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Re-Thinking Climate Interventions in Fragile and Conflict-Affected States: Insights From Nepal

While much of the debate around climate financing focuses on “how much,” an equally important question is “how?” It is far from easy to strengthen resilience in places where environmental and climate-related risks also interact with pre-existing social, economic, and political stresses,...
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ECC Newsletter Edition 1/2015

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Global Climate Governance in 2014 in Retrospect

From Each According to His Capability... As the 20th session of the Conference of the Parties (COP 20) to the UNFCCC closed in mid-December 2014 in Lima, Peru, some returned to their homes feeling cautiously optimistic regarding the potential for a strong, ambitious outcome at the Paris Climate Change Conference in 2015. Despite slow progress, the Lima conference was conducted in an overall positive spirit,...
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Quote of the Month

"The best scientists in the world are all telling us that our activities are changing the climate, and if we don’t act forcefully, we’ll continue to see rising oceans, longer, hotter heat waves, dangerous droughts and floods, and massive disruptions that can trigger greater migration and conflict and hunger around the globe.” - Barack Obama, U.S. President, State of the Union Address, Washington D.C., 20 January 2015.
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Articles

WWF timber scheme allows illegal logging, forest destruction and fails to prevent human rights abuses

Source: Global Witness

25th July 2011 - WWF’s flagship scheme to promote sustainable timber – the Global Forest and Trade Network (GFTN) – is allowing companies to reap the benefits of association with WWF and its iconic panda brand, while they continue to destroy forests and trade in illegally sourced timber, a new briefing by Global Witness reveals. While GFTN is intended to reduce and eliminate such practices over the first 5 years of membership, systemic failures blight the scheme’s ability to deliver for forests.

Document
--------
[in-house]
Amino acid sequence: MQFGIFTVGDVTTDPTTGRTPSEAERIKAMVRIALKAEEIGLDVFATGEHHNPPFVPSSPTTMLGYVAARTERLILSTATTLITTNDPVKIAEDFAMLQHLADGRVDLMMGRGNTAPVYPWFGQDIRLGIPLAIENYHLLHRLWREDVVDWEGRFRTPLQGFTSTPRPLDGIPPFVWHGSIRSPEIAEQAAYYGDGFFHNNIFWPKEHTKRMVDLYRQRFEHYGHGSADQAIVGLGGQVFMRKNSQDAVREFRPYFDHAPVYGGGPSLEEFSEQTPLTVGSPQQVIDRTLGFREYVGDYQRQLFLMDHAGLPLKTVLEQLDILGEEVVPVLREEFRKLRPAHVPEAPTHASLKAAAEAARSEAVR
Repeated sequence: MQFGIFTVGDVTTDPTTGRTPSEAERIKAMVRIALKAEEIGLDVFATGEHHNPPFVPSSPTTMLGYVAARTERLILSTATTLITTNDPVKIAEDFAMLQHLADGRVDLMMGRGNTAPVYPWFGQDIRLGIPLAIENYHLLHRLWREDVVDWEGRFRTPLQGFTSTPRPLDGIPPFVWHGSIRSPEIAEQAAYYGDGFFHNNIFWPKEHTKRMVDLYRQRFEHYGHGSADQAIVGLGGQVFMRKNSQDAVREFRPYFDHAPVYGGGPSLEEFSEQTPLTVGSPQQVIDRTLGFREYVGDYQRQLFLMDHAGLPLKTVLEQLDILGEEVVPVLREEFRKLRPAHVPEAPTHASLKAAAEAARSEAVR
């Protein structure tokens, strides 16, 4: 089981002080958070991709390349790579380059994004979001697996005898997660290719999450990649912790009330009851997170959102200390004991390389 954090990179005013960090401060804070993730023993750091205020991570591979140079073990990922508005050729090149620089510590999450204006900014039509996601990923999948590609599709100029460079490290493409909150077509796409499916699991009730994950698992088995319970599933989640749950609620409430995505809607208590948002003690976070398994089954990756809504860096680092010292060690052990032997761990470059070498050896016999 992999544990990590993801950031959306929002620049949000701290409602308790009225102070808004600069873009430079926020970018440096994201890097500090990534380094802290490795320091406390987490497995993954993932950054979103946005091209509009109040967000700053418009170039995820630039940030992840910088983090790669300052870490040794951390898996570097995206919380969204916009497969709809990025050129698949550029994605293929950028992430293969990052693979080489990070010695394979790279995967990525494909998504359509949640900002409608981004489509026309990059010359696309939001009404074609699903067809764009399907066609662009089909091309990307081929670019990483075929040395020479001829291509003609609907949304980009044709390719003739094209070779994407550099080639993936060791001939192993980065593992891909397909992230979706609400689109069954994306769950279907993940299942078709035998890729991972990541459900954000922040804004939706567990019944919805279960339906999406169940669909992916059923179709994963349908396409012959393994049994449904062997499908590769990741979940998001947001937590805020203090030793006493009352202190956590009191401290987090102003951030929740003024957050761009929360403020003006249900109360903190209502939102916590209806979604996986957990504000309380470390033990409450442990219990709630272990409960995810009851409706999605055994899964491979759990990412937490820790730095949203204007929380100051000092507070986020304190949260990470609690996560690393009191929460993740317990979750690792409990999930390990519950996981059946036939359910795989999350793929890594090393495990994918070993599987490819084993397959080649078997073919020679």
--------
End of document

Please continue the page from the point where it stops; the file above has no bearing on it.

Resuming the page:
The Global Witness briefing, Pandering to the Loggers, discovered that major Malaysian logging company Ta Ann Holdings Berhad, which is a paying member of the scheme, has forest operations destroying rainforest at the equivalent rate of 20 football pitches a day, including orang-utan habitat within the boundaries of WWF’s own ‘Heart of Borneo’ project. Another member, UK building supplier Jewson, had failed to eliminate illegally sourced timber 10 years after joining the scheme. A third timber company, the Swiss- German Danzer Group, has a subsidiary which has been repeatedly involved in conflicts with local communities resulting in human rights abuses, including allegations of rapes and beatings by state forces, yet the Danzer Group continues to enjoy membership to the scheme.
Global Witness has found systemic problems with GFTN including:

- GFTN lacks transparency and accountability; the scheme is opaque, with little or no information in the public domain about the performance of individual participating companies, or the impact of the scheme itself;
- GFTN’s membership and participation rules are wholly inadequate, allowing some companies to systematically abuse the scheme;
- GFTN lacks proper monitoring and enforcement mechanisms;
There is no adequate procedure in place for independently evaluating the scheme on forest sustainability.

“When a landmark scheme created in the name of sustainability and conservation tolerates one of its member companies destroying orang-utan habitat, something is going seriously wrong,” said Tom Picken, Forest Campaign Leader at Global Witness. “Through government grants, taxpayers are footing a large part of this scheme’s annual £4m [US$ 7m] budget and they have a right to know their money isn’t being spent greenwashing bad practice,” continued Picken.

Global Witness is calling for an independent and comprehensive evaluation of GFTN rules, transparency procedures and the scheme’s impact on forests. WWF must make membership of the scheme conditional on companies following sustainable, ethical and legal practices and prohibit any company from participating if it continues to destroy natural forest, trade in illegal timber, or is involved in human rights abuses.

“WWF should publicly disassociate itself from any company using timber from illegal or unethical sources. It’s shocking that one of the world’s most trusted conservation groups deems it acceptable to take money from such companies,” said Picken.

“This investigation raises bigger questions about the underlying strategy and efficacy of such voluntary schemes. To protect the world’s remaining forests and avoid duping consumers, initiatives should focus on reducing overall demand rather than certify ever-expanding areas of forest being felled,” said Picken.